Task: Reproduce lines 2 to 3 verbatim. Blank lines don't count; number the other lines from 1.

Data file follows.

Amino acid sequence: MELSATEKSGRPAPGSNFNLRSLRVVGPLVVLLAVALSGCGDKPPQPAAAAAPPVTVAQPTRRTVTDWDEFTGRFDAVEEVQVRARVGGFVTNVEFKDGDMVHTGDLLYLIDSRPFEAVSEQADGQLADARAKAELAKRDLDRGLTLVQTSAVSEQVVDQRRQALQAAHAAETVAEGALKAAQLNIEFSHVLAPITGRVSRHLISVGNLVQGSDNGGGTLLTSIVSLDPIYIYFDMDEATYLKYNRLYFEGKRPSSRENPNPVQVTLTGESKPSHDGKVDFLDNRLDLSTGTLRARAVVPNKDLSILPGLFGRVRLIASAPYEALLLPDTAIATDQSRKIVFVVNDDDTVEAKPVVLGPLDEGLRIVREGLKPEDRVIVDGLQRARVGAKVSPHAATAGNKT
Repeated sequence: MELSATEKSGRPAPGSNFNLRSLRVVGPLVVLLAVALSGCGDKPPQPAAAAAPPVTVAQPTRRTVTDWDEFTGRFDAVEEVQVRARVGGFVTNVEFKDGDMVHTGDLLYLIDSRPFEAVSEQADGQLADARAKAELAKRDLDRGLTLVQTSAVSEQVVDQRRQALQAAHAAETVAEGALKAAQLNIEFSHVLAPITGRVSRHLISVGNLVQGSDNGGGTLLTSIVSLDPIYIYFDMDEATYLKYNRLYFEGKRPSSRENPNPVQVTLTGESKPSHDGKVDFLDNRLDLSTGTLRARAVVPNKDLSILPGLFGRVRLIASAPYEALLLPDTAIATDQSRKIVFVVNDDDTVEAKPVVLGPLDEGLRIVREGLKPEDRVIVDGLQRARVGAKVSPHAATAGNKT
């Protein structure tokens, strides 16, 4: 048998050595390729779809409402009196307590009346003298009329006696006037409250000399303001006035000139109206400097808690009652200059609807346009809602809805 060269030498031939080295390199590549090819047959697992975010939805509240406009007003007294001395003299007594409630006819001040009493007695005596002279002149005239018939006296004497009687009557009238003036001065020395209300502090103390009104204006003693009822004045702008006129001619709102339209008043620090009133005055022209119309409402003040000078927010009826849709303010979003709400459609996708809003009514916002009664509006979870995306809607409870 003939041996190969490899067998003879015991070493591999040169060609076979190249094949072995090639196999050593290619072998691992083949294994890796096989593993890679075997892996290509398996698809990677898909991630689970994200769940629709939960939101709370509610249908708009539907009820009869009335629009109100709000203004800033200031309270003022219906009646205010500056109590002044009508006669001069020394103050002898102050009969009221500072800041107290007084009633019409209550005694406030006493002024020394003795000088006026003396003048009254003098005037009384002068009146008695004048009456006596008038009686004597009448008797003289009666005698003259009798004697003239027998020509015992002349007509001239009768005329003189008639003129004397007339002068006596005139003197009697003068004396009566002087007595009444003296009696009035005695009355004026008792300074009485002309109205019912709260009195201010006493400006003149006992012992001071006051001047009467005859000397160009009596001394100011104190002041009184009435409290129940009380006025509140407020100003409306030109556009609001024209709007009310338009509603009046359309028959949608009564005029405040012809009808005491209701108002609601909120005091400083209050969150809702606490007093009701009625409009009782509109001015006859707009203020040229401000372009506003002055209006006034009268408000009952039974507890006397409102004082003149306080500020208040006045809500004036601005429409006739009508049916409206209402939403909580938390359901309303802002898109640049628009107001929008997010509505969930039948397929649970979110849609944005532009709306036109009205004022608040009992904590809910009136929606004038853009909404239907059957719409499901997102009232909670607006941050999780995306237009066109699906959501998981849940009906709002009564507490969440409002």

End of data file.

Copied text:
Repeated sequence: MELSATEKSGRPAPGSNFNLRSLRVVGPLVVLLAVALSGCGDKPPQPAAAAAPPVTVAQPTRRTVTDWDEFTGRFDAVEEVQVRARVGGFVTNVEFKDGDMVHTGDLLYLIDSRPFEAVSEQADGQLADARAKAELAKRDLDRGLTLVQTSAVSEQVVDQRRQALQAAHAAETVAEGALKAAQLNIEFSHVLAPITGRVSRHLISVGNLVQGSDNGGGTLLTSIVSLDPIYIYFDMDEATYLKYNRLYFEGKRPSSRENPNPVQVTLTGESKPSHDGKVDFLDNRLDLSTGTLRARAVVPNKDLSILPGLFGRVRLIASAPYEALLLPDTAIATDQSRKIVFVVNDDDTVEAKPVVLGPLDEGLRIVREGLKPEDRVIVDGLQRARVGAKVSPHAATAGNKT
């Protein structure tokens, strides 16, 4: 048998050595390729779809409402009196307590009346003298009329006696006037409250000399303001006035000139109206400097808690009652200059609807346009809602809805 060269030498031939080295390199590549090819047959697992975010939805509240406009007003007294001395003299007594409630006819001040009493007695005596002279002149005239018939006296004497009687009557009238003036001065020395209300502090103390009104204006003693009822004045702008006129001619709102339209008043620090009133005055022209119309409402003040000078927010009826849709303010979003709400459609996708809003009514916002009664509006979870995306809607409870 003939041996190969490899067998003879015991070493591999040169060609076979190249094949072995090639196999050593290619072998691992083949294994890796096989593993890679075997892996290509398996698809990677898909991630689970994200769940629709939960939101709370509610249908708009539907009820009869009335629009109100709000203004800033200031309270003022219906009646205010500056109590002044009508006669001069020394103050002898102050009969009221500072800041107290007084009633019409209550005694406030006493002024020394003795000088006026003396003048009254003098005037009384002068009146008695004048009456006596008038009686004597009448008797003289009666005698003259009798004697003239027998020509015992002349007509001239009768005329003189008639003129004397007339002068006596005139003197009697003068004396009566002087007595009444003296009696009035005695009355004026008792300074009485002309109205019912709260009195201010006493400006003149006992012992001071006051001047009467005859000397160009009596001394100011104190002041009184009435409290129940009380006025509140407020100003409306030109556009609001024209709007009310338009509603009046359309028959949608009564005029405040012809009808005491209701108002609601909120005091400083209050969150809702606490007093009701009625409009009782509109001015006859707009203020040229401000372009506003002055209006006034009268408000009952039974507890006397409102004082003149306080500020208040006045809500004036601005429409006739009508049916409206209402939403909580938390359901309303802002898109640049628009107001929008997010509505969930039948397929649970979110849609944005532009709306036109009205004022608040009992904590809910009136929606004038853009909404239907059957719409499901997102009232909670607006941050999780995306237009066109699906959501998981849940009906709002009564507490969440409002």